You know who does have a great job, though? The voice actor. Every voice actor I’ve ever met has said they have an amazing job. I think Yeardley Smith once said she had the best job because she can show up in her pajamas. I’d love to do that! Well.. not show up in my pajamas. I’d love voice acting. Too bad I can only do about three characters. And one of them is valley girl. Like, Oh my GAWD! For sure!


  5. They never learn how to make a solid & balanced strategy on decision making process on invest. “Professionals” working by Ear. :star:

    In a form of “analysis paralysis” (what results in a slowed decision process) they are awaiting infallible (secure, if its something of this name in the world) news or signals which once received will make the decision obvious even for a novice.
    By the time such signals or indications arrives, her competitors had made its moves making any decision less atractive. o_O

  6. I forget said.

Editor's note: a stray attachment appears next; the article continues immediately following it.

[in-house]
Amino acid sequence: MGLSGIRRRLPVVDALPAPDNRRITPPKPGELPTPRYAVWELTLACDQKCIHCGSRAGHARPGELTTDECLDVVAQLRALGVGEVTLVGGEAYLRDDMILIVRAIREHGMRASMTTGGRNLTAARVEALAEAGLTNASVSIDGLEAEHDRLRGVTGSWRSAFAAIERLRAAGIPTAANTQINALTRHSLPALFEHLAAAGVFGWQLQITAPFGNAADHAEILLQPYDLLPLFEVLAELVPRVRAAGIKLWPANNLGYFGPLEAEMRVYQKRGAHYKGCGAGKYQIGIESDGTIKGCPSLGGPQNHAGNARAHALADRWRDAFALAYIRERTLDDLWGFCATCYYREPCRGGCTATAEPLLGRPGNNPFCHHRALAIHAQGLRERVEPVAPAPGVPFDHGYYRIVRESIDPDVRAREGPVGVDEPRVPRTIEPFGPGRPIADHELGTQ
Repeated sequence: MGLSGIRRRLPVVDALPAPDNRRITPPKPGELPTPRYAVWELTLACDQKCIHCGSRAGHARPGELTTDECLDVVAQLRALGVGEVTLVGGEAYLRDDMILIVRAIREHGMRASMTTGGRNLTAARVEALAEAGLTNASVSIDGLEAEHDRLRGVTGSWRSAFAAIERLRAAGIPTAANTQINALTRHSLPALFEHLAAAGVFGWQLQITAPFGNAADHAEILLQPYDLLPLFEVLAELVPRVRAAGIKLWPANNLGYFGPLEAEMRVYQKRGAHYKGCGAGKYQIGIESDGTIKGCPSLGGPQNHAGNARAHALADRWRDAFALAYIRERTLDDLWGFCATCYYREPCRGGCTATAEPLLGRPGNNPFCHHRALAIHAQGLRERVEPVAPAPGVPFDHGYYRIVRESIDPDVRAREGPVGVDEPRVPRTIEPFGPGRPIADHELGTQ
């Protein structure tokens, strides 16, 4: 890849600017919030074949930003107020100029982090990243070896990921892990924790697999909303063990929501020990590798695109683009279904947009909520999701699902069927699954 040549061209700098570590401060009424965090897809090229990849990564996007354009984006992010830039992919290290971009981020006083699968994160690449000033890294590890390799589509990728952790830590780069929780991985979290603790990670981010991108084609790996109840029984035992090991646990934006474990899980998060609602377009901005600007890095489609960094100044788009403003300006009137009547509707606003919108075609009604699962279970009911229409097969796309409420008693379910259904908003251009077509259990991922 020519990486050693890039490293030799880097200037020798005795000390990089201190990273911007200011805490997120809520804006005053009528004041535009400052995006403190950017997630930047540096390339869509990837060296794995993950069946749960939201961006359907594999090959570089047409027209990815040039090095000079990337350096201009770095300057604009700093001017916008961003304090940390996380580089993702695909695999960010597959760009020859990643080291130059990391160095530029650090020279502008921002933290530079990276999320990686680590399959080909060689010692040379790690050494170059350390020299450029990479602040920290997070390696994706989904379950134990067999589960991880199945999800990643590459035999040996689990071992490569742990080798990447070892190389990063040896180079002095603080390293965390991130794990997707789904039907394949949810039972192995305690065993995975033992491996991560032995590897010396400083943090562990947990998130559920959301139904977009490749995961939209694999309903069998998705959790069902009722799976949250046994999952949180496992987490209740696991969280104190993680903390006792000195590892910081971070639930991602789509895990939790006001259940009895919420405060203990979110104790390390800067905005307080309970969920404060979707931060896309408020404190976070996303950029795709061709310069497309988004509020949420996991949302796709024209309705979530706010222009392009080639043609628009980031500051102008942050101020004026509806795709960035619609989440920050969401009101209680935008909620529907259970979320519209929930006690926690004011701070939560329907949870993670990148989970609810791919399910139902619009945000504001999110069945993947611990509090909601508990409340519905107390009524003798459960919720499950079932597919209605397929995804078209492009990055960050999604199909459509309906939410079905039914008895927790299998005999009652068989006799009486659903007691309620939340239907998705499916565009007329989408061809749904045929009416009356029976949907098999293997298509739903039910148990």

The deep roots of this behavior is a high risk aversion. Which is a rare feature in an investor but not as strange in a miser of Dickens stories.

  7. I wonder why it is that the most creative, hard working people are so often,,,w/o money? Maybe it’s because the people who HAVE money are doing the best they can to inhibit truly creative actions…after all, in the process of creation,,,something must get destroyed…perhaps they fear it will be them.

  8. I hope you snuggled the pups,and had some of that good Scotch you have stashed away and some dark chocolate last night to ease the frustration.

    A wise woman once told me: “The benefits of getting out of the house and doing something fun and relaxing are in direct proportion to the absolute conviction that one must stay at home and labor mightily and miserably.”

    Get out of the house and get some exercise, Joe. And then take a trip to the food trucks and have some good food and fun.

  9. AH HA, I am not alone:
    “A friend of mine offers an alternate theory: The decision-makers don’t care because they don’t understand or respect the writing process. To them, writing a script is as simple as turning on a tap. Just twist the spigot and the ideas flow, ready-formed, onto the page: character arcs, clever dialogue, surprising plot twists and narrative developments. I mean – seriously – how hard can it be?”